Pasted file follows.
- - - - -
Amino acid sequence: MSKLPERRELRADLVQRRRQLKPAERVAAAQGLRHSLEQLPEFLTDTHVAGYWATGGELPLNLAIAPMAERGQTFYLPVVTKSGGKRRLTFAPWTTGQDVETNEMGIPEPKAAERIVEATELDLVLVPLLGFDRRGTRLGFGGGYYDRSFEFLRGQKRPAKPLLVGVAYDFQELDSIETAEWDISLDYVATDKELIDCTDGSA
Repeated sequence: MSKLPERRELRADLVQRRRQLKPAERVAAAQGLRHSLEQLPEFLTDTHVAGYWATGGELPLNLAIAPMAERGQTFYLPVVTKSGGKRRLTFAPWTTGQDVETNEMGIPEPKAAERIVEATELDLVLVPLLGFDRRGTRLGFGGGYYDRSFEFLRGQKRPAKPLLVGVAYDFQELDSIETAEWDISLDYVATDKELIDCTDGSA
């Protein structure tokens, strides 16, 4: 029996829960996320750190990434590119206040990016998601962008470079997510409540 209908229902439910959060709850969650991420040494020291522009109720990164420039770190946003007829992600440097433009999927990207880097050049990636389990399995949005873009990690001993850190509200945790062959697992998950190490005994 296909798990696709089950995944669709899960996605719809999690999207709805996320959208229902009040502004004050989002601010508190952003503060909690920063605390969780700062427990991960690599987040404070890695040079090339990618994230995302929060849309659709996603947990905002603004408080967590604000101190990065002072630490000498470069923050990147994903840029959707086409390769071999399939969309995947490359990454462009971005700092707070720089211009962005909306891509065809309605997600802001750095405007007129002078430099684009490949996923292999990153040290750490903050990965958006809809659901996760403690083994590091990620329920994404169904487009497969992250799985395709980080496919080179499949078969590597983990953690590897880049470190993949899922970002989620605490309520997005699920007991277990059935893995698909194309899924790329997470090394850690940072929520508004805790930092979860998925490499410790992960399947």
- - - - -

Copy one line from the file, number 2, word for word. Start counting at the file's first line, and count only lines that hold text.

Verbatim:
Repeated sequence: MSKLPERRELRADLVQRRRQLKPAERVAAAQGLRHSLEQLPEFLTDTHVAGYWATGGELPLNLAIAPMAERGQTFYLPVVTKSGGKRRLTFAPWTTGQDVETNEMGIPEPKAAERIVEATELDLVLVPLLGFDRRGTRLGFGGGYYDRSFEFLRGQKRPAKPLLVGVAYDFQELDSIETAEWDISLDYVATDKELIDCTDGSA